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UVA Pulmonology Achieves Impressive CF Patient Outcomes After Transitioning to Telehealth

When the COVID-19 pandemic hit, UVA Health’s Adult Cystic Fibrosis Clinic quickly transitioned from the classic CF care model to one that included multidisciplinary telehealth visits. The clinic earned national attention for getting almost 100% of their patients set up at home with a spirometer and providing results during telehealth visits — all within 6 months.

“Most teams have a 30 to 40% utilization of home spirometry, so we’ve had a lot of national recognition for our success with home spirometry,” says UVA pulmonologist Dana Albon, MD, director of the UVA Adult Cystic Fibrosis Clinic.

Even more impressive are her team’s findings just published in the journal Chest. “We were able to preserve lung function and preserve patient outcomes during the pandemic,” Albon says. A summary of their findings were featured by Healio Medical News.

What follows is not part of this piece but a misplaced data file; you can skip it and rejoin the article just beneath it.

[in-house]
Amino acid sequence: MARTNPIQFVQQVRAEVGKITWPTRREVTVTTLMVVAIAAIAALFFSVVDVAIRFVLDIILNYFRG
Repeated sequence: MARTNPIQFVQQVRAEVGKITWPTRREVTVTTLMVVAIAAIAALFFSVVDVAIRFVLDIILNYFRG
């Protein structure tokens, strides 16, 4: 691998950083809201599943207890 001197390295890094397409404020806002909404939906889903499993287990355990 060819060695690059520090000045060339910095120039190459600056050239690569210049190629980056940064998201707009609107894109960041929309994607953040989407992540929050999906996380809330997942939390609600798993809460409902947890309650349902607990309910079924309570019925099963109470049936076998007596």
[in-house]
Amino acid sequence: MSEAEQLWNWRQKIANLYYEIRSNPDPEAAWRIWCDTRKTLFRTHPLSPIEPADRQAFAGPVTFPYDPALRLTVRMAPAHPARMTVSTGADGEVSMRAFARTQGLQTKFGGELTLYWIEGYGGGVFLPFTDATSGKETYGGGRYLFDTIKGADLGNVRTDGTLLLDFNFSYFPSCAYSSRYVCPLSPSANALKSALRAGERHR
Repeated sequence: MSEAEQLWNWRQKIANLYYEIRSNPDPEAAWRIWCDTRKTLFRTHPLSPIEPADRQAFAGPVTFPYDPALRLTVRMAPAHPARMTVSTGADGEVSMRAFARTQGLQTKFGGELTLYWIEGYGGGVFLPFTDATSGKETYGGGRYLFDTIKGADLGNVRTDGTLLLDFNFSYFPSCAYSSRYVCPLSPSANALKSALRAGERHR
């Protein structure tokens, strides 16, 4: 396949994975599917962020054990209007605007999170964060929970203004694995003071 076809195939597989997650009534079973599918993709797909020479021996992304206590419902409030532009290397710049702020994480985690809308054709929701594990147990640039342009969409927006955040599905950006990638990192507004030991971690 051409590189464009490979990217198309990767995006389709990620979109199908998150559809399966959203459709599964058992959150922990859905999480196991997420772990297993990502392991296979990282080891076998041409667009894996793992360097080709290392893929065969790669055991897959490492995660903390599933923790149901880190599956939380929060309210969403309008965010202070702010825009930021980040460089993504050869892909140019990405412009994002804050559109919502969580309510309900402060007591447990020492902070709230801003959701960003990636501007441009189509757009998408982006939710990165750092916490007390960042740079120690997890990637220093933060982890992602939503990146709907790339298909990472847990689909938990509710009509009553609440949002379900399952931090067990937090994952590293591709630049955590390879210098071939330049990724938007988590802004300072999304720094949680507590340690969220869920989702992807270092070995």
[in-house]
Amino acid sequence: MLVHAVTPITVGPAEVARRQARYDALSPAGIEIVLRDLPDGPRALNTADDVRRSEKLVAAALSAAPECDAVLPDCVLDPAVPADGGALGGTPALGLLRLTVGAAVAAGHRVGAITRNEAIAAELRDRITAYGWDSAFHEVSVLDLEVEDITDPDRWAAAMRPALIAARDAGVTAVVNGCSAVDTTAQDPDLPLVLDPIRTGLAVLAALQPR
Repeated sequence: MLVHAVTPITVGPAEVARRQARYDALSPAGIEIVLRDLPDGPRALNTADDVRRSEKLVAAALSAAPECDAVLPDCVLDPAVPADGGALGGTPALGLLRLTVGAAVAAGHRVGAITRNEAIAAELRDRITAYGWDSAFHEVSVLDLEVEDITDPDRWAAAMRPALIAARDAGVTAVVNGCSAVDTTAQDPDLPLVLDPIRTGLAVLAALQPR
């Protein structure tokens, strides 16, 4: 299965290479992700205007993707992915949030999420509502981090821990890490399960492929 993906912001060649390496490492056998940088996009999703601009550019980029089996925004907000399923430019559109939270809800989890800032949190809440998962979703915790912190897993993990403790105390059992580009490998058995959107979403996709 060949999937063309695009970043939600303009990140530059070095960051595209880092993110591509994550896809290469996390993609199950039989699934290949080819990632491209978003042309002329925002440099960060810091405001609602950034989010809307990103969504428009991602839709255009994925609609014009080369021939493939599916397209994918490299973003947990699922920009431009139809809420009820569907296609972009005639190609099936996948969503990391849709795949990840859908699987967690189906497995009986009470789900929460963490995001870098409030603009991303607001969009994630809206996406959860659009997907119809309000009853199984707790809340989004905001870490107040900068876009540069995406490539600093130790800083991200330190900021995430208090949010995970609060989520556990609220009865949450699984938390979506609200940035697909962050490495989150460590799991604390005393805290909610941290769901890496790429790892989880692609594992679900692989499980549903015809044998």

“Our study published in Chest is super reassuring from a lung function perspective and in exacerbation rates,” Albon says. "We were able to maintain the same outcomes as face-to-face care, and that helps make the case for telehealth for cystic fibrosis care in the future."

UVA Pulmonology Leads in Subspecialty Expertise

UVA’s Cystic Fibrosis Clinic is one of several subspecialty clinics within the department of pulmonology. In addition to cystic fibrosis, UVA Health has national leaders in interstitial lung disease, COPD, and COVID’s impact on long-term health.